What Is Real Estate Bidding War and Is It Legal?

What Is Real Estate Bidding War and Is It Legal?

Justo Team | March 29, 2021

Some people consider multiple offers and bidding wars as the same. That is not entirely accurate because it is much more like a progression of one to the other. At any rate, differentiating the two and having a better understanding of the bidding process helps you in more ways than one. At best, you can avoid getting into a bidding war. If you were to find yourself in such a situation, your chances of owning that dream home are better. More importantly, you can avoid spending much more than intended.

Multiple Offers vs. Bidding Wars

When two or more buyers submit a written offer to buy a property, a “multiple offer” situation arises. On the other hand, a bidding war typically involves oral negotiations between the seller and each of the buyers’ agents. Its purpose is to make buyers outbid each other incrementally.

A Real Estate Agent Discussing a Document to a Client

Listing agents, acting in their clients’ best interest (the sellers), may try to shop for the best offer. For example, they may try contacting other buyer agents after receiving their first and only offer, inviting them to make a better offer. Or, they may tell prospective buyers that the seller is reviewing offers on only one particular day. It is a marketing strategy that gives the impression of a multiple offers situation to encourage buyers to submit their best offers.

Bidding wars in Ontario occur because of supply and demand and the “desirability” of properties. However, some may also be the result of manipulation on the part of real estate agents. Attempting to command a higher price, of course, is nothing new as some sellers or agents have tried to counter the initial offer of a buyer in the past. At any rate, the competition for ownership can push the final selling price far higher than the original listing price.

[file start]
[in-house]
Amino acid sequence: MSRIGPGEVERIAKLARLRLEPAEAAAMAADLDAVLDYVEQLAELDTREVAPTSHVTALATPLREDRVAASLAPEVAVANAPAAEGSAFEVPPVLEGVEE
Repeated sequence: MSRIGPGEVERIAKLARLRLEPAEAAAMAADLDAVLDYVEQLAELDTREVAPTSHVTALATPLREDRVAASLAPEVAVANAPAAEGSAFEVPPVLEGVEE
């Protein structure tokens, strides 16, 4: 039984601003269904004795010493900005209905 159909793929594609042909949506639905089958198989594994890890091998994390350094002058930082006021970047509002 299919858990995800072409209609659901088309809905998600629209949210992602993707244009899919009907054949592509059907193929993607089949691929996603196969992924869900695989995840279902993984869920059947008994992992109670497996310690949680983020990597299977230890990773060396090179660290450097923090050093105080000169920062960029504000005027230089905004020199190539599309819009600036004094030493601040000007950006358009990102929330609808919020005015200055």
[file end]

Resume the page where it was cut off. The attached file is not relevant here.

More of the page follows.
Bidding War Legal and Ethical Considerations

A bidding war benefits home sellers, especially when properties sell above the prevailing real estate market value. It also helps listing agents because commissions are based on the selling price. For buyers, the thought of competition trying to snatch away a coveted property makes them vulnerable and susceptible to making rash decisions.

Losing out a few times is also the experience of many Toronto homebuyers, making house hunting challenging. It is not only them who are affected. Their agents, too, lose because they do not receive compensation for time used and effort.

Over the years, there were concerns raised over this practice. Bidding wars happen because of market conditions. It can also be abused. For example, a dishonest real estate agent may mislead buyers into thinking there are competing offers. These phantom bids are to make buyers raise their bids or rush into closing the deal.

Depending on who and which side, bidding wars can be beneficial or detrimental, a welcome practice or unethical.


The duty of real estate listing agents is to the seller, not to any other parties. Hence, they will always have to act in the best interest of their clients. If it is the wish of or should the property owner agree to instigate multiple offers, that is what they will do. Even if it were to escalate to bidding wars, no law states it is illegal.

Realtor Posting a Sold Sticker after bidding war

In the course of doing so, there is also no legal obligation prohibiting listing agents from shopping properties, contacting buyer agents – one after another. Furthermore, if they were to reveal the details of competing offers to get other buyers to come up with better offers, no law prohibits that, too.